The Super Bowl as Religious Festival
by Joseph L. Price
Joseph L. Price is associate professor of religion at Whittier College, Whittier, California. This article appeared in the Christian Century, February 22, 1984, p.190. Copyright by the Christian Century Foundation and used by permission. Current articles and subscription information can be found at www.christiancentury.org. This material was prepared for Religion Online by Ted & Winnie Brock.
When the Dallas Cowboys are at the top of their game, winning routinely and decisively, one of the favorite quips which circulates in north Texas concerns Arlington Stadium, where the Cowboys play their home games. The stadium has a partial roof which covers much of the stands but none of the playing field. Cowboy fans say that God wants to able to see his favorite football team more clearly.
This is the attitude which ancient societies brought to their games. In ancient Greece, for example, the Olympics were only one set of athletic contests which were performed in honor of the gods. Among the Mayans in Central America, the stadium was attached to an important temple, and the stands were adorned with images of the gods and reliefs of sacred animals. The ball game started when the high priest threw the ball onto a circular stone in the center of the field: the sacred rock, the omphalos, considered the sacred center and associated with creation mythology. Thus the game was connected to the Mayan story of the world’s origins.
Professional football games are not quite so obviously religious in character. Yet there is a remarkable sense in which the Super Bowl functions as a major religious festival for American culture, for the event signals a convergence of sports, politics and myth. Like festivals in ancient societies, which made no distinctions regarding the religious, political and sporting character of certain events, the Super Bowl succeeds in reuniting these now disparate dimensions of social life.
The pageantry of the Super Bowl is not confined to the game itself, nor to the culture heroes who attend it -- e.g., Bob Hope, John Denver, Dan Rather and other celebrities -- for the largest audience watches the game via television. And the political appeal of the festival is not restricted to its endorsement by political figures such as President Reagan, who pronounced the 1984 Super Bowl’s benediction. The invocation is a series of political rituals: the singing of the national anthem and the unfurling of a 50-yard-long American flag, followed by an Air Force flight tactics squadron air show.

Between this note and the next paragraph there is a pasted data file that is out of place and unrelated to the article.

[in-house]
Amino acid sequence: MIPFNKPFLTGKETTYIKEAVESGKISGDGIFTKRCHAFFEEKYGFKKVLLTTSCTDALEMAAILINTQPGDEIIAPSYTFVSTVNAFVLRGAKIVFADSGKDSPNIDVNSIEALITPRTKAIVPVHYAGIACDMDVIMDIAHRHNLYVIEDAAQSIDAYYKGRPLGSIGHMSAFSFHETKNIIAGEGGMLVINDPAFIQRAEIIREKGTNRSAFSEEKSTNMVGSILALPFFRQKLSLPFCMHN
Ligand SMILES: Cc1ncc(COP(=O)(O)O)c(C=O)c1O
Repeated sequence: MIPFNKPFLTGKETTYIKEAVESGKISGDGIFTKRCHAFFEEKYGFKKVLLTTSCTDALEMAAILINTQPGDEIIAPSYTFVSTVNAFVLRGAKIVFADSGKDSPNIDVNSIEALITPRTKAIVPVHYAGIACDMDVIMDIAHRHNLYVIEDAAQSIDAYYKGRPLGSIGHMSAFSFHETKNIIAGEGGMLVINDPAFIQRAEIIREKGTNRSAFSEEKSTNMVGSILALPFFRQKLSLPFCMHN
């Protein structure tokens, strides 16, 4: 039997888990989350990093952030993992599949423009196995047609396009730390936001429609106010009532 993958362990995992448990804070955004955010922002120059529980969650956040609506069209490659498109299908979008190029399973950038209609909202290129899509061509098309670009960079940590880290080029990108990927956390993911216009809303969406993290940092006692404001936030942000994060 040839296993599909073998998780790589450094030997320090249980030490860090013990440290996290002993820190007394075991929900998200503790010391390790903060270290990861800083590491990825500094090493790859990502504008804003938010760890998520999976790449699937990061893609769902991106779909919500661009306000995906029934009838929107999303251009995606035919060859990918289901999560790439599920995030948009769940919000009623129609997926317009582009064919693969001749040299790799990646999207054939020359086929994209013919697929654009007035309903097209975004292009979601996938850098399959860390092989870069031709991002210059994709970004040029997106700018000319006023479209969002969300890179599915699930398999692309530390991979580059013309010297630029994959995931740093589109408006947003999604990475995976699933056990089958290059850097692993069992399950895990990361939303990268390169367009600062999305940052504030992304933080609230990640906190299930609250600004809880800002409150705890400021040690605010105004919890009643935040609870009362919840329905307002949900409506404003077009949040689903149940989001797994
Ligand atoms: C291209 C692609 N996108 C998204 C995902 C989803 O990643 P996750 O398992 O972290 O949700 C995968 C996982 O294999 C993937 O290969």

For instance, one of the most effective segments was about Joe Delaney, the former running back for the Kansas City Chiefs who died while trying to save two children from drowning. In a functional sense, Delaney was being honored as a saint. The pregame moment of silence in honor of the life and contributions of George Halas, the late owner of the Chicago Bears and one of the creators of the National Football League, was even more significant: I am not sure whether the fans were silent in memory of ‘Papa Bear” or whether they were offering a moment of silence to him. Nevertheless, the pause was reminiscent of an act of prayer.
Bronco Nagurski, a hall of famer (which stands for official canonization), had the honor of tossing the coin at the center of the playing field to signify the start of the game. The naming of a Most Valuable Player at the end of the game was a sign of the continuing possibility for canonization.
But the Super Bowl and its hype could not dominate the consciousness of many Americans without the existence of a mythos to support the game. Myths, we know, are stories which establish and recall a group’s identity: its origin, its values, its world view, its raison d’Ítre.